Wimbledon 2010: John Isner was practically delirious after ten hours of tennis with resolute Frenchman Nicolas Mahut.
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Every year Wimbledon seems to excite and amaze in new ways.
The 2008 Wimbledon men’s final between Roger Federer and Rafael Nadal has been hailed as the greatest match of all time. 2009 saw an epic match between Andy Murray and Stanislas Wawrinka under the Centre Court roof that became the latest ever finish at Wimbledon, while the final saw Andy Roddick take on Federer. The American lost an epic fifth set 16-14 to finish runner up to the Swiss maestro, but in fact won more games than Federer overall – yet still ended up on the losing side.
This year the excitement has begun early. Roger Federer came back from two sets down to defeat the plucky Colombian Alejandro Falla, while Novak Djokovic and Taylor Dent broke last year’s record for the latest ever finish, as their five setter was decided at 22:58.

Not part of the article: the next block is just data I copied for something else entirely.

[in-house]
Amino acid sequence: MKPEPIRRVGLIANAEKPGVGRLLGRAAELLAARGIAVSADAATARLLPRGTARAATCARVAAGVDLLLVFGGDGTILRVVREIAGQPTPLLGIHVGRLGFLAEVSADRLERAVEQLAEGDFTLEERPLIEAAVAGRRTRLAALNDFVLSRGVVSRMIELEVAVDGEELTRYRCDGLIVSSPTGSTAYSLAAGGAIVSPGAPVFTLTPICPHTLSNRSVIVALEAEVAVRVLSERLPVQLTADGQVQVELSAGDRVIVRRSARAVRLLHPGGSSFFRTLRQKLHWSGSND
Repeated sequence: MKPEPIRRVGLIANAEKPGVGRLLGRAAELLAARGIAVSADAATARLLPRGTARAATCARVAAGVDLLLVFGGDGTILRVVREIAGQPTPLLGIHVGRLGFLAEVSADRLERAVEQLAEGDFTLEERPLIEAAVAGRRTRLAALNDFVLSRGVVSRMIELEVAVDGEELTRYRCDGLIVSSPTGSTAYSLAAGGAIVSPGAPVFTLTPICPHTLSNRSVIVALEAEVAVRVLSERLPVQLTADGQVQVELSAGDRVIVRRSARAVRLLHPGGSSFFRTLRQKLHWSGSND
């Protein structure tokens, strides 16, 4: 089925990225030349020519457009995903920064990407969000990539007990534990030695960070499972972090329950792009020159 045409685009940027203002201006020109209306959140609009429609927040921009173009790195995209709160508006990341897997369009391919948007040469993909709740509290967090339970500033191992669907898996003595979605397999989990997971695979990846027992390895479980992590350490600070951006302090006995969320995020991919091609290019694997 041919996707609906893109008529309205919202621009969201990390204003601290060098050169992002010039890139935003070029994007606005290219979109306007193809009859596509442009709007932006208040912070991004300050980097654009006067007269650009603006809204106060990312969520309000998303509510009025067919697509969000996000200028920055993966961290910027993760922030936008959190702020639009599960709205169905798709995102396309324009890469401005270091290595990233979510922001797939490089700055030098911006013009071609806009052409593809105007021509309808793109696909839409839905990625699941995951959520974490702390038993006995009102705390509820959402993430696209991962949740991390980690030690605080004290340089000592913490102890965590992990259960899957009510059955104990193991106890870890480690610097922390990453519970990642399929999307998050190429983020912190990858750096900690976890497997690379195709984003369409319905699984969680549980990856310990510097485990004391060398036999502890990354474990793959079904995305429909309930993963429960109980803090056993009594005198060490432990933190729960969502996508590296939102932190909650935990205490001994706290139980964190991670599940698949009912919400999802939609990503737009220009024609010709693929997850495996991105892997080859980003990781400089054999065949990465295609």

Still, the biggest drama was to be found on court 18. John Isner and Nicolas Mahut are still deadlocked in their first round match, and the battle will resume on a third day. The pair have broken multiple records in their incredible tussle, which was called to a halt at 59-59 in the fifth set due to bad light. At ten hours, it is the longest tennis match of all time, and indeed the fifth set of 118 games (so far) has lasted over seven hours!
Furthermore, both players have broken the record for the number of aces in a tennis match, which was previously held by Ivo Karlovic, who hit 78 in a Davis Cup tie for Croatia. Isner has 98, while Mahut has 95.
It is therefore no surprise that Wimbledon tickets continue to be so popular every year, but which player will win is anybody’s guess!
Elsewhere, British number one Andy Murray takes on Finland’s best tennis player Jarkko Nieminen in front of the Queen on Centre Court, so had better practise his bow! Caroline Wozniacki, Chang Kai-Chen, Rafael Nadal and Robin Haase will also perform in front of Britain’s monarch, making her first appearance at SW19 since 1977 – incidentally the last time a British player won the trophy!
Article originally published on Tixdaq.com